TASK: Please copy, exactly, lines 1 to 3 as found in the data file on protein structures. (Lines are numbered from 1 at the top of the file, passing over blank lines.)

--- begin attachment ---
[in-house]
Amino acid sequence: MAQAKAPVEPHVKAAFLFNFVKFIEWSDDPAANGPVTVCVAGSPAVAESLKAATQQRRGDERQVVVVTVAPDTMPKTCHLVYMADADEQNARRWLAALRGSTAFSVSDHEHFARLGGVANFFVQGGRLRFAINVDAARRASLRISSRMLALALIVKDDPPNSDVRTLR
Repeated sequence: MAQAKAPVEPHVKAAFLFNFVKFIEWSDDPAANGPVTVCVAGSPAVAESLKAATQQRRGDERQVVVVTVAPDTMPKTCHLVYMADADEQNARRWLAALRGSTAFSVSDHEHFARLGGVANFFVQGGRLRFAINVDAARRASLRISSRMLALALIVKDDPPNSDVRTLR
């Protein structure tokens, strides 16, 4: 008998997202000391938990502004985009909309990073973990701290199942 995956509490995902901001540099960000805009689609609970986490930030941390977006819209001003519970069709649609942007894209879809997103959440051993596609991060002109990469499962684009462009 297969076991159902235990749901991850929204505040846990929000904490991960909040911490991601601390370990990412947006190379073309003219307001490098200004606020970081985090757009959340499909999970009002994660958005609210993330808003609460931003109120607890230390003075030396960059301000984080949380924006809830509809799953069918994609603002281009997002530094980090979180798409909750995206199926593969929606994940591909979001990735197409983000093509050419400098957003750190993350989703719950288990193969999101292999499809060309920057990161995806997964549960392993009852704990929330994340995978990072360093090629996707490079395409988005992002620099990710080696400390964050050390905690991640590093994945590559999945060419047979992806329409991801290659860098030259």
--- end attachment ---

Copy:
[in-house]
Amino acid sequence: MAQAKAPVEPHVKAAFLFNFVKFIEWSDDPAANGPVTVCVAGSPAVAESLKAATQQRRGDERQVVVVTVAPDTMPKTCHLVYMADADEQNARRWLAALRGSTAFSVSDHEHFARLGGVANFFVQGGRLRFAINVDAARRASLRISSRMLALALIVKDDPPNSDVRTLR
Repeated sequence: MAQAKAPVEPHVKAAFLFNFVKFIEWSDDPAANGPVTVCVAGSPAVAESLKAATQQRRGDERQVVVVTVAPDTMPKTCHLVYMADADEQNARRWLAALRGSTAFSVSDHEHFARLGGVANFFVQGGRLRFAINVDAARRASLRISSRMLALALIVKDDPPNSDVRTLR